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Andrew's Bagpipe Tips: Why Compete?By Andrew T. Lenz, Jr., Santa Cruz, California, ©2003-2006
Competition. The word makes some pipers shake their heads knowingly. Been there, done that—or tried that. Others relish the thought. If you've never competed, you may wonder what drives a piper to compete and what drives a piper away from competition. Here are some of the reasons.
Why NOT TO compete?
Stress. Probably the most common reason that people don't compete is the mental pressure. Be it the goal to improve oneself or to place well against other pipers, the pressure is there. Some people don't deal with nerves well and quit competing or don't even attempt it in the first place. Others don't deal with it well, but push through anyway. The blessed ones are the ones that can be perfectly calm right off the bat.
Possible Discouragement. You can get discouraged by one or more bad competition performances, subpar or not. Or you may run into a rogue snobby upper grade piper or a rare abrupt judge.
Comparison. Some pipers don't want an objective appraisal of their performance, or a comparison to other pipers. A new piper can keep his/her thoughts of being a great piper if he/she never competes. An instructor might lose students or a pipe major might lose face if he/she has embarrassing performances at games. A piper taking paid performances might lose those gigs if word gets around of a failure to do well.
Distance. For some pipers, competing at games means some very long driving, or perhaps even having to fly.
Cost. Association membership dues, gas/airfare, entry fees, food, hotel accommodations, lost wages at work—it all adds up. If you don't already have kilt and other highland garb, it will require some investment. (Usually the minimum requirement, good kilts will run in excess of $400-$500.)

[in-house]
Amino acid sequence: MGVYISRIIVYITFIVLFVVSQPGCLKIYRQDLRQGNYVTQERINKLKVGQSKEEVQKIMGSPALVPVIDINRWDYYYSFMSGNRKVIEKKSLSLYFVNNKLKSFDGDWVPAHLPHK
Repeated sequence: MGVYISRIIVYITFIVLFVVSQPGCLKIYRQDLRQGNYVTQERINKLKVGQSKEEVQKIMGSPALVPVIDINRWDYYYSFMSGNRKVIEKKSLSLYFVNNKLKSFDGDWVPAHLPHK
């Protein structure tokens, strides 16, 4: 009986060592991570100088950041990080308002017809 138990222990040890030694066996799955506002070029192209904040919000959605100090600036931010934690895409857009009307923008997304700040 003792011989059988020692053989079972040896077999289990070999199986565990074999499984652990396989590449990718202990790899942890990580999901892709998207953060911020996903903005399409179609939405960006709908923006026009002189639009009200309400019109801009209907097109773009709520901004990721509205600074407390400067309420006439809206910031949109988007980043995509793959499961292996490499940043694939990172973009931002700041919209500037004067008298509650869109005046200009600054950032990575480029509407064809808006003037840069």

Time. Competing requires a serious time commitment. Time to practice competition-worthy tunes, possibly time away from learning band tunes and time away from family and employment to be at the games.
Band Conflicts. Sometimes band performances may be scheduled on the same day as a competition but at an entirely different venue. On the other hand, sometimes your games day may include running back and forth between solo competitions and band performances/competitions. It can be a little nerve-wracking.
Solo Gig Conflicts. If you are a very competent piper and are being paid to play at weddings, parties, funerals, etc. then you may find you'll have to give up some of those opportunities to compete instead.
Why TO compete?
Specific Goals. A competition gives you a specific goal with a drop-dead deadline to improve your skills. You'll have to push yourself, perhaps be more disciplined than you might be otherwise.
Objective Feedback. Rather than a subjective opinion of your skill level—some pipers have a too high an opinion of their own playing—you get an objective view and hopefully constructive specific feedback from the judge on where you can improve.